Intent versus outcome

It was clear that the intention of the Fast Start competition was as stated: for government to boost and build resilience in the UK economy, helping to protect against long-term impacts of the coronavirus outbreak, and that a fast way to do it was to enable capable technology and R&D businesses to develop innovations that encourage new ways of working at a time when it was needed most. The trouble with this project it seems, like so many other efforts carrying the innovation label, was the practicalities of implementation. 

Innovation at its core refers to a new idea that gets implemented to create value. When new ideas do not get to market to deliver the value that was intended by its creation, the conversation has to point to inherent obstacles that often surface in the form of mismanagement. Innovation without the proper building blocks of planning, execution and monitoring – in other words, without getting to market to ascertain its impact and value, become textbook examples of wasted time, effort and expenditure. Especially if one considers that this competition identified close to a 1000 (956) projects, each of which received funding to deliver solutions to help deal with the corona virus outbreak. A pandemic that seems at this very moment in time relentless in its approach and hitting with more ferocity wave after wave. Solutions are crucial yet, the targeted intervention of the UK government to make a difference with substantial grant funding to promising SME’s has nothing to show a good seven months after its initial projected project close.  

Asking the hard questions

Following the initial closing date for the project towards the end of 2020, The Future Shapers requested information on the project output in November 2020. Feedback at the time insinuated a delay in “the project set-up stage” and specifically stated that “no data would be made available before all of the allocated projects have been completed”. The response also iterated that specific project outcomes, including grant amounts allocated, were viewed as exempt from public disclosure under Section 22(1) of the FOIA as it was in any event intended for publication at a later date. 

According to the response received from a spokesperson at UK Research and Innovation:

The same letter also stated that information will be made available in March 2021:

It has effectively been five months since the last stated deadline of March 2021 by the Department, and still no data, update on progress or amended information has been released to the public on the project. 

The intent of the project was clear, “to respond to new and urgent needs in UK and global communities during and following the Covid-19 pandemic” while it was explicitly stated that projects funded had to be no longer than 6 months in duration.

At a glance – Interesting and much needed solutions must get to market

The Future Shapers noticed some interesting projects (and some irregularities) by superficially and randomly looking at just three of the company projects who were recipients of the Fast Start Competition grants. All projects were expected to be executed between June to November 2020.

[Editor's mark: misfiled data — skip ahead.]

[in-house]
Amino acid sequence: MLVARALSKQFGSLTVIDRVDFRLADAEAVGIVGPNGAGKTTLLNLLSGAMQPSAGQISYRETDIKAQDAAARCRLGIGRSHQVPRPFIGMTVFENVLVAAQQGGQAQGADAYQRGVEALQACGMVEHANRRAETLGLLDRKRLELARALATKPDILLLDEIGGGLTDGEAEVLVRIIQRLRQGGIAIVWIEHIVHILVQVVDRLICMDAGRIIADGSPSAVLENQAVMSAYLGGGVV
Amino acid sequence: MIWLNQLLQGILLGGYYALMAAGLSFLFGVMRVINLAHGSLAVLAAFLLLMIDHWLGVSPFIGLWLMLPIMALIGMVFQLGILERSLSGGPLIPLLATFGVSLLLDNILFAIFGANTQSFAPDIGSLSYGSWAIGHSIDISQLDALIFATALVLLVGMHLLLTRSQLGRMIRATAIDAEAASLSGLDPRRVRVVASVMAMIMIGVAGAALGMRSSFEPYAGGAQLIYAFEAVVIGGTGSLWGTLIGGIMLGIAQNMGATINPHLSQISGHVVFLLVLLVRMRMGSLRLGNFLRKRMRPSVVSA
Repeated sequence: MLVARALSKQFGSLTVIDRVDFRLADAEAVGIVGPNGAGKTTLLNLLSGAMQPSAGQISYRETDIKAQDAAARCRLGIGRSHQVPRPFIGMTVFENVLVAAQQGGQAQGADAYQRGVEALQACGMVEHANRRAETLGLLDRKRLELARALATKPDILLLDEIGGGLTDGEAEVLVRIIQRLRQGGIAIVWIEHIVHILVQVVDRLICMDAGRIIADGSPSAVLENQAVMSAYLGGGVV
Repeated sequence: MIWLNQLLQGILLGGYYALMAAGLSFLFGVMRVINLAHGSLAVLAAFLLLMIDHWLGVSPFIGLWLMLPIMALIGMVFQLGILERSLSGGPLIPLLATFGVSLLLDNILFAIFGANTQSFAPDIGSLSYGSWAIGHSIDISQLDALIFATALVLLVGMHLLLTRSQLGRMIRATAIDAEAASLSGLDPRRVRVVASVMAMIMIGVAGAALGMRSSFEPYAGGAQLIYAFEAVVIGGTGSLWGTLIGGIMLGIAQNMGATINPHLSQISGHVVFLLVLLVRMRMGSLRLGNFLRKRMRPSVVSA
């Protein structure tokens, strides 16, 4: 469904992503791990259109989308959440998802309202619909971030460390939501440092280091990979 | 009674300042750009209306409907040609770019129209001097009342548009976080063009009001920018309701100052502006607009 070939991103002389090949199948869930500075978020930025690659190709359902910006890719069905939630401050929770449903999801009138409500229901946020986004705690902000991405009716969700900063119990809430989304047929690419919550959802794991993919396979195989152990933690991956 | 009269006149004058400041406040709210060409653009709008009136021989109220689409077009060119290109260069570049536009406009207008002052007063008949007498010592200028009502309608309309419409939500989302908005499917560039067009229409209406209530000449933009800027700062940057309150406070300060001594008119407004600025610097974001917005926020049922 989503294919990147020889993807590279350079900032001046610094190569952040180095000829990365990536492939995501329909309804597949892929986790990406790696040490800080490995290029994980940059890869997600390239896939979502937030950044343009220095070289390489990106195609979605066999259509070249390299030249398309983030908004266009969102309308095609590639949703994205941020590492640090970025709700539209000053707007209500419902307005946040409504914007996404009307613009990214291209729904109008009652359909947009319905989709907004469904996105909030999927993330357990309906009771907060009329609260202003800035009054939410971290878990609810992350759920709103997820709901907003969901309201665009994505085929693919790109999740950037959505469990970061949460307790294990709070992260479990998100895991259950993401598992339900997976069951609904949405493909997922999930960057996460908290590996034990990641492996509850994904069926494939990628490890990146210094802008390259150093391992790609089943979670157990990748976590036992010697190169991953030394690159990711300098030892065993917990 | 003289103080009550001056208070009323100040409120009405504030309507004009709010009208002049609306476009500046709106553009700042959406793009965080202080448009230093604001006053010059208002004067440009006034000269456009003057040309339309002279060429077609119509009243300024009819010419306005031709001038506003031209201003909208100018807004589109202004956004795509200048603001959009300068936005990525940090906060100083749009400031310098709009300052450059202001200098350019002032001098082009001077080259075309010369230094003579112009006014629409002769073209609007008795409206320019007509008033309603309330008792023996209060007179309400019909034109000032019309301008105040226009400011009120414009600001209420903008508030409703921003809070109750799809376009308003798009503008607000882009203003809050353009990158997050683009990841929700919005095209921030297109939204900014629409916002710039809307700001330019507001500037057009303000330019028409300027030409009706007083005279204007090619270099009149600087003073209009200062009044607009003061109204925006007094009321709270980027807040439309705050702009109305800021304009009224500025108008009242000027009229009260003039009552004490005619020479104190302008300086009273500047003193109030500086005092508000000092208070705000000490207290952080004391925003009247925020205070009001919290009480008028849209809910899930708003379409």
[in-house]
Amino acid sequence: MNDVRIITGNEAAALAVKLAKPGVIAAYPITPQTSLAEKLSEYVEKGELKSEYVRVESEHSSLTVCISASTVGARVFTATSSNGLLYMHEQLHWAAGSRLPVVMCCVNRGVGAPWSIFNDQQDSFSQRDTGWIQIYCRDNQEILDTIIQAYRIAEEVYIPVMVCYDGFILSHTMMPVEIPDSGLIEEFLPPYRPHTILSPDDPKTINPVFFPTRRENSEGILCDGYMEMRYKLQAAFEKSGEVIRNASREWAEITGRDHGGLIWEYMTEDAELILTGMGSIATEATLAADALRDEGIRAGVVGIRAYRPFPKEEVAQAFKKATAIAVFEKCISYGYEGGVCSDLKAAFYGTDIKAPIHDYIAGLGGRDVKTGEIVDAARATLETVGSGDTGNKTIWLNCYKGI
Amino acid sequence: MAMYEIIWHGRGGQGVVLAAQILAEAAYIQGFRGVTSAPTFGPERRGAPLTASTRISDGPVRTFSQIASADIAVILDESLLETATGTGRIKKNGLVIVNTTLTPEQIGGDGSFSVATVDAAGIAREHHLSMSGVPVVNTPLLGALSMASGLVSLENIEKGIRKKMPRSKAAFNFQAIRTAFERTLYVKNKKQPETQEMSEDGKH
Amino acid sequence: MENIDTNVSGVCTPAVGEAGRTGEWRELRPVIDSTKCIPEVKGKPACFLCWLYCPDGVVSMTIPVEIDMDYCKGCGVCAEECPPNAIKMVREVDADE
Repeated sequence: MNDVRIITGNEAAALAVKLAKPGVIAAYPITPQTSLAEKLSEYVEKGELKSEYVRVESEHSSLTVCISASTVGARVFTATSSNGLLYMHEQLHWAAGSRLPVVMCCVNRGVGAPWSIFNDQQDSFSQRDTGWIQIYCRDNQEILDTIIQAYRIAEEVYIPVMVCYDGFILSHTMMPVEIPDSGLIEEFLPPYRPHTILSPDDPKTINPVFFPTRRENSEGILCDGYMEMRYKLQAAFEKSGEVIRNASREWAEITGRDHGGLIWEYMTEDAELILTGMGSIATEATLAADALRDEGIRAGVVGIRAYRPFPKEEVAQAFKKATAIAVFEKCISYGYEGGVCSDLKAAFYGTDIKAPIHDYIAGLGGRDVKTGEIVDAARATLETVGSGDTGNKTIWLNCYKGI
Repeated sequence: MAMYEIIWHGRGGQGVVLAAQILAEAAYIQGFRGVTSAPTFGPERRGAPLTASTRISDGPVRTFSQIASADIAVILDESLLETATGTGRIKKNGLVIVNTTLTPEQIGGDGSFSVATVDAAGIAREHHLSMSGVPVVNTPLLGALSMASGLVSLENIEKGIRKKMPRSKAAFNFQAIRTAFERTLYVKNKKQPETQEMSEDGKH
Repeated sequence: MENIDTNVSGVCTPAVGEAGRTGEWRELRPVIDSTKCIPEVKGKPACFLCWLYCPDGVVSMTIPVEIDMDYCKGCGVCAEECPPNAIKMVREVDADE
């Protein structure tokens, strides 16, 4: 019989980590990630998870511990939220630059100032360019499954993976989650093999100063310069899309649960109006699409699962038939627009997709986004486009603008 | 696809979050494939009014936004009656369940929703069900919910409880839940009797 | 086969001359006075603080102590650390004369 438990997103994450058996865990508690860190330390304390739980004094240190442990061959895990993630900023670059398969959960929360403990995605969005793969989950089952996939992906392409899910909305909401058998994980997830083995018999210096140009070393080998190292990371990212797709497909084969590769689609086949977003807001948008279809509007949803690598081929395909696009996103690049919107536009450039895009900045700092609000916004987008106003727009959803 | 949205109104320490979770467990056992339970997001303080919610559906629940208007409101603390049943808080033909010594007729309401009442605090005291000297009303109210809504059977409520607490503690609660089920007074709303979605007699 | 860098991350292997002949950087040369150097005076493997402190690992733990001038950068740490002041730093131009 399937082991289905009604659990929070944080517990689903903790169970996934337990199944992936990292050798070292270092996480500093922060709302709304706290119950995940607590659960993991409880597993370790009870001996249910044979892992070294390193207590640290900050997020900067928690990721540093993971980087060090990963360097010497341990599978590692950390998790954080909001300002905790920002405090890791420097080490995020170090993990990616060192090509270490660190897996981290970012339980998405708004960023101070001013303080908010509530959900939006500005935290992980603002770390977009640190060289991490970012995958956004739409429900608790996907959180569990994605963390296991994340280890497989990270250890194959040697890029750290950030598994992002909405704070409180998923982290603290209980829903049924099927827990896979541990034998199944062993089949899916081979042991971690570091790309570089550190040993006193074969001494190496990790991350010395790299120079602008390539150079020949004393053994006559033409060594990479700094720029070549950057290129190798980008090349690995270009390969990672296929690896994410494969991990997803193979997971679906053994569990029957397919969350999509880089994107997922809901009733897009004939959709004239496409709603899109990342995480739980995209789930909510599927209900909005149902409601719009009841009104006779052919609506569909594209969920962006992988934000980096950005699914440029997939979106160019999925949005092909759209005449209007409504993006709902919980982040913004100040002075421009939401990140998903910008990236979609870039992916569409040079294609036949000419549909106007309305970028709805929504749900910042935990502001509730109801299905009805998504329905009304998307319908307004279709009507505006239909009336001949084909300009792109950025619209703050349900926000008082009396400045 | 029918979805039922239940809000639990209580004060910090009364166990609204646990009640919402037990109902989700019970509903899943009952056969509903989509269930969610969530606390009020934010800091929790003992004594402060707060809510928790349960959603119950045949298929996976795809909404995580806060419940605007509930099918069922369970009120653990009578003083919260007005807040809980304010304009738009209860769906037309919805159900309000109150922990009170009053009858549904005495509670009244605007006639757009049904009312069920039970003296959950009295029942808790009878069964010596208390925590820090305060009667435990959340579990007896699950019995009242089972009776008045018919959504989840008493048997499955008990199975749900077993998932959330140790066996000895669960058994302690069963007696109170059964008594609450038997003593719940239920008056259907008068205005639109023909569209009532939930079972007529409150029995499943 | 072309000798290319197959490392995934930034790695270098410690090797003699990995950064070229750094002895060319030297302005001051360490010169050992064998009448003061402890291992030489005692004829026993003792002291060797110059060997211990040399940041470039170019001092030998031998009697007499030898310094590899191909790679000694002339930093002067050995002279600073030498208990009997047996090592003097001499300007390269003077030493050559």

The first was Localgiving Ltd, who received £49 144 for work to be executed linked to charity organisations and volunteering work. 

According to the application Localgiving is a charity and company that employ 16 people to deliver their core programmes and work towards its charitable objectives, but at companies house it seems, the company categorise themselves not as charity, but as an organisation focusing on: 

63110 – Data processing, hosting and related activities

64999 – Financial intermediation not elsewhere classified

73110 – Advertising agencies

The company nevertheless received funding for launching a new remote volunteering skills matching app. According to their application: 

The tool uses natural language processing to link volunteers to projects where they can usefully contribute their skills remotely in areas of the UK that are sentimental to them and their family.

Charities and groups providing frontline services to local communities will be able to post short and long-term volunteer opportunities, from logo redesigns to the delivery of a crowdfunding campaign.

A project that if managed and executed well can make a difference to many at a time where time is really of the essence. Another project funded by the UK Innovate Fast Start Competition was leveraging Artificial Intelligence and computer vision to deliver surgery at scale in a Post-COVID-19 world. ANother project that has the potential to create phenomenal impact. The project was submitted by Future Health Works Ltd, and it received £47,500 in funds towards its successful execution. The project was detailed as follows: 

COVID-19 has placed our healthcare services under extraordinary pressure. The decision to prioritise hospital capacity for COVID-19 and cancel planned surgery, to free up crucial resources, is the only option under these circumstances. However, this decision will have lasting consequences for both our society and healthcare system; 2.1+ million patients have had their surgery canceled, and with  waiting lists already long these new, added cancellations will create an unprecedented burden, lasting years beyond the outbreak of COVID-19, with Patients potentially waiting years for treatment, with limited access to the support they need.